The study assessed the perceived stress in pregnant women and its predictors. Stress during pregnancy can have long-term effects on the health of the unborn baby, the mother, and offspring development.22,23 This is the first investigation to assess stress in a sample of pregnant Saudi women. The level of perceived stress was relatively high in our sample, with a mean score of 18.6 (± SD 5.3) and a rate of high-perceived stress of 33.4%. Our findings were consistent with other studies using the same PSS-10 version. Slykerman et al24 reported similar mean PSS scores of 18.4 and a similar rate of high-perceived stress of 33.0%. Iranzad et al25 studied social support and its relation to perceived stress in pregnant Iranian women, reporting a mean perceived stress level of 11.5 (± SD 5.5). Reducing stress among pregnant women may require intervention programs.
In our study, no or low income was considered as a determinant of high-perceived stress in pregnant Saudi women. Low household income has been associated with high-perceived stress during pregnancy in Hispanic women.26 Another study reported high stress levels in pregnant Hispanic women who did not know – or refused to report – their household income.27 After adjusting for other predictors, the stress in pregnant women was associated with the presence of chronic diseases and gestational diabetes, which were predicted to increase stress by a score of 2.4 and 1.4, respectively. These findings are consistent with Silveira et al,27 who reported that the odds of gestational diabetes mellitus were 2.6 times higher in women with high stress levels than in those with low stress. In our findings, sleep deprivation was correlated positively with perceived stress. There was evidence to support this statement: a study reported that 90.5% of pregnant women experienced poor sleep quality. Further, the study has linked stress, sleep quality, and unplanned cesarean section among pregnant women.28
In pregnant women, stress may play an important role in their oral health. In our study, several dental problems were reported by pregnant Saudi women, including dry mouth (56.7%), mouth malodor (33%), vomiting (55%), gingival redness (28.9%), gingival bleeding (55.8%), dental caries (35%), and dental pain (35.3%). Subgroup analyses have shown that perceived stress was higher among women with oral health problems (dry mouth, mouth malodor, vomiting, gingival redness, gingival bleeding, dental caries, and dental pain). Similar findings were noted in previous studies, stress has been associated with periodontal disease, including oral pain.12,16–19 It is a novel finding that we have established associations between several oral health problems and stress patterns. Multivariate analysis has shown that gingival redness predicted to increase perceived stress by a score of 1.4. This could help health care practitioners, as oral health is an important component of pregnant women’s health, and should be managed and maintained appropriately during pregnancy, along with stress.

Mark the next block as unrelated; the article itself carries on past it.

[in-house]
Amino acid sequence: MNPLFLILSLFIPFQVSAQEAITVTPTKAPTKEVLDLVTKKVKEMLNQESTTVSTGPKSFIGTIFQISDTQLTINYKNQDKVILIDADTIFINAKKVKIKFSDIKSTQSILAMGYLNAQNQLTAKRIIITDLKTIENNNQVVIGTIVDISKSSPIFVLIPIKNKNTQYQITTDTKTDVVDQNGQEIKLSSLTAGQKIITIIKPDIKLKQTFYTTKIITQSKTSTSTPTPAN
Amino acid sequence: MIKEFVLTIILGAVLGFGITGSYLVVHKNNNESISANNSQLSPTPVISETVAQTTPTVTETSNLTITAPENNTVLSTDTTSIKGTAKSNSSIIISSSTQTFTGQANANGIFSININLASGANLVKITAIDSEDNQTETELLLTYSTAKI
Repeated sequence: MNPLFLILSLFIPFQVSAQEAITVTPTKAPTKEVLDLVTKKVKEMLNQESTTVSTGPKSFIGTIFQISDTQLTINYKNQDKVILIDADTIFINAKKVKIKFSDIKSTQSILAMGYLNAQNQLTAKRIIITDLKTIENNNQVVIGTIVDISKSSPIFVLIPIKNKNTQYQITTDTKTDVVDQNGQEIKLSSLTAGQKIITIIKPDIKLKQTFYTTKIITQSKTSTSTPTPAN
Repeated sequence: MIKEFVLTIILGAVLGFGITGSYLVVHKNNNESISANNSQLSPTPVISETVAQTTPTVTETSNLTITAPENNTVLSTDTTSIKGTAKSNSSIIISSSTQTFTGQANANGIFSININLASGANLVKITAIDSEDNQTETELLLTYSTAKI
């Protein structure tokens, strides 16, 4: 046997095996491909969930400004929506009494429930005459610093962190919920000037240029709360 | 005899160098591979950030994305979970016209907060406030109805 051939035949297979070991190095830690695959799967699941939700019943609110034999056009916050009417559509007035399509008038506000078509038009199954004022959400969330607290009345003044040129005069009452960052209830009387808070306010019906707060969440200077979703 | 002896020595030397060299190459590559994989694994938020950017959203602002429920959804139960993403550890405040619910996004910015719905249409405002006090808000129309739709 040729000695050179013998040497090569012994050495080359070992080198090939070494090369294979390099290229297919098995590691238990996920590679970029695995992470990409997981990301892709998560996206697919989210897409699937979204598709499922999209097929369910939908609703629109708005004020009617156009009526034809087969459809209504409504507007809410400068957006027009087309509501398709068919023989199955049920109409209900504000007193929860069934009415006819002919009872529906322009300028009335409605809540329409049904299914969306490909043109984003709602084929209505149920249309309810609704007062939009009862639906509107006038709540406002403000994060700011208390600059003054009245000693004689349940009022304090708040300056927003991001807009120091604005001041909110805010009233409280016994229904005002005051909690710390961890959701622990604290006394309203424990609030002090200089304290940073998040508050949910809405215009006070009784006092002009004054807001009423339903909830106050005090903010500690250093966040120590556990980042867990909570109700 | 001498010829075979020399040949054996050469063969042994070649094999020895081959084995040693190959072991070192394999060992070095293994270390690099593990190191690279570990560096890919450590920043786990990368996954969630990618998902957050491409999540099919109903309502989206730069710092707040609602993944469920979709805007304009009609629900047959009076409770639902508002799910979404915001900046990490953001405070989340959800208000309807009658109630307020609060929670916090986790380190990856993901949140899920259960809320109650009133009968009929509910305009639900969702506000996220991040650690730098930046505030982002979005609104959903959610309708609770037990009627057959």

The study has a number of limitations. We measured stress based on the PSS scale and not by a psychologist or mental health care specialist. We used a cut-off point of 20 or higher to identify women with high stress levels, a cut-off recommended by Cohen et al.20 Findings of the study must be interpreted with caution as they represent associations but not causations. Further research studies are warranted to evaluate the stress and oral health status of Saudi women before, during, and after pregnancy. Our findings may only represent pregnant Saudi women attending the KAMC obstetrics/gynecology department for a routine checkup.
The findings were consistent with previous international studies indicating that the rate of perceived stress level during pregnancy was high: three in ten pregnant Saudi women in KAMC reported high stress levels. Pregnant women with no or low income, chronic disease, sleep deprivation, no family support, irregular eating patterns, gestational diabetes, and poor oral health reported high levels of stress. This research may benefit health care practitioners who provide care for pregnant women, to educate such women regarding oral health and healthy eating habits, and to develop programs to reduce stress in this population.
The authors would like to thank King Abdullah International Medical Research Center (KAIMRC), Riyadh, Kingdom of Saudi Arabia, for approving and partially funding this study. The abstract of this paper was presented at the OMICS International 3rd Annual Congress & Medicare Expo on Primary Healthcare April 17–19, 2017, Dubai, UAE as a poster presentation with interim findings. The poster’s abstract was published in “Poster Abstracts” in OMICS Oral Health Dental Management 2016. The abstract of this paper was presented at the OMICS 17th World Congress on Oral Care and Probiotics November 14–16, 2016 in Orlando, USA as a poster presentation with interim findings. The poster’s abstract was published in “Poster Abstracts” in OMICS Oral Health Dental Management 2016. The abstract of this paper was presented at the OMICS 15th Euro Congress on Dental & Oral Health October 24–26, 2016 in Rome, Italy as a poster presentation with interim findings. The poster’s abstract was published in “Poster Abstracts” in OMICS Dentistry 2016.
The authors report no conflicts of interest in this work.